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  • If your motive is to attend Byzantine Liturgy for reception of Holy Communion, again, I'll encourage you to speak with your Latin rite priest about providing a very small amount of Host to you.  You don't have celiac disease, so you shouldn't have any problem. This negligible amount of gluten is successful for those who are sensitive.  

    Try it at least once.  At least talk to your priest first.  I think you're making this too complicated.

    Offline Pelly

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    Do I commit sin if I choose Byzantine instead of Latin?
    « Reply #9 on: May 22, 2015, 04:10:29 PM »
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  • @PerEvangelicaDicta The method you recommend requires me to take antacids, break the Eucharistic fast or drain my stomach content (smaller Particle dissolves earlier).
    I'm asking this because in the Roman Rite, Can. 852 would stand in my way.

    Offline PerEvangelicaDicta

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    Do I commit sin if I choose Byzantine instead of Latin?
    « Reply #10 on: May 22, 2015, 04:58:28 PM »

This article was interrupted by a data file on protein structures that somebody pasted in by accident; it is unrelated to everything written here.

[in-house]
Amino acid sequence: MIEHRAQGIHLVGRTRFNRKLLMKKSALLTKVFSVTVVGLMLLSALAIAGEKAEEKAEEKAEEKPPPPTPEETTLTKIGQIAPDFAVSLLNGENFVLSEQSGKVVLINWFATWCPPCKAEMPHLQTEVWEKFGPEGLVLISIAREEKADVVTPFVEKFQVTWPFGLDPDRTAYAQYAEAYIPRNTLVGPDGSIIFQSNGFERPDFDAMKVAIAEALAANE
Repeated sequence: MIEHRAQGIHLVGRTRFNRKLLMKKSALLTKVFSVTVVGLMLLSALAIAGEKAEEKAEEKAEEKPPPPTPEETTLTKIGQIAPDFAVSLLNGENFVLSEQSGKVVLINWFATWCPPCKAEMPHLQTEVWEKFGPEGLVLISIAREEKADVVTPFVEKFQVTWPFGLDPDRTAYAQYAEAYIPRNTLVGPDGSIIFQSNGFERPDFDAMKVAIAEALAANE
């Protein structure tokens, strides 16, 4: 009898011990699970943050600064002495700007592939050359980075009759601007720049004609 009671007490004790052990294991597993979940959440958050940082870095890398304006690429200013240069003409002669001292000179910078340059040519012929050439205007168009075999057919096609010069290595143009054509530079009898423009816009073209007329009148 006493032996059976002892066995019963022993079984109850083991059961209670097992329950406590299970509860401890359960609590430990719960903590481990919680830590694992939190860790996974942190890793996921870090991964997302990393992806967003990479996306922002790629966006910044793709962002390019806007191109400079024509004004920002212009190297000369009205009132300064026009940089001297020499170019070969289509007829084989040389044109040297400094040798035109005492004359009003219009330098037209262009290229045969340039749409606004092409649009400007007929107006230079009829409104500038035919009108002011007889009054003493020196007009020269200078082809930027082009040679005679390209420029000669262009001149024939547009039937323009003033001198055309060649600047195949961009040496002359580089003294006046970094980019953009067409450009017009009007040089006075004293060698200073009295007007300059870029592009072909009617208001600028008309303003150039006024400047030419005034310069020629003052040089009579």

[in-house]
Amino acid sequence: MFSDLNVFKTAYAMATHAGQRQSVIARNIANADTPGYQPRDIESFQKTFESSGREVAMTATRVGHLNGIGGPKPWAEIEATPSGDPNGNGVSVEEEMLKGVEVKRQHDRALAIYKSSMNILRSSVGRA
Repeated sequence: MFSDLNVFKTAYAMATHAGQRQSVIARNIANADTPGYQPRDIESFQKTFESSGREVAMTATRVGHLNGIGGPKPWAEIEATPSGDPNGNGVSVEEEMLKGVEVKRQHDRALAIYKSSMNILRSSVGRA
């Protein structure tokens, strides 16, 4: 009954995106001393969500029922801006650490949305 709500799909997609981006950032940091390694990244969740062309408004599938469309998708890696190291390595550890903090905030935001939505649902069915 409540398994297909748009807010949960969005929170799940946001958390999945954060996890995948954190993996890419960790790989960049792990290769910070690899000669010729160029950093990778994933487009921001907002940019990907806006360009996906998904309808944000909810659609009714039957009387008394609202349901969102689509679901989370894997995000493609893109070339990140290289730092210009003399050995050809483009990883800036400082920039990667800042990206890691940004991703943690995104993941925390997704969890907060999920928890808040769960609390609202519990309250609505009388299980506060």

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  • Hi Pelly,  
    I'm not sure I understand when you say " take antacids, break the Eucharistic fast or drain my stomach content".

    For people with gluten sensitivity who receive a very small portion of Host, you don't need antacids.  The gluten amount is too small to affect your body.
    Of course, celiac disease is completely different and many think they are the same.

    Why would receiving a small amount of Host = breaking fast?  Sorry to be dense, I don't understand.

    And you'll definitely need to explain about draining your stomach content  :dancing-banana:

    Thanks for your patience Pelly.


    Offline Cantarella

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    Do I commit sin if I choose Byzantine instead of Latin?
    « Reply #11 on: May 22, 2015, 06:57:01 PM »
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  • If you decide to go to the Byzantine Rite, go for the Ukrainian Rite as it is the most conservative form of Byzantine. It is beautiful, and very Catholic. Often, they serve the Divine Liturgy in an English translation that is not like the Novus Ordo translations, meaning it is good. There are some Eastern liturgies that do not contain English at all.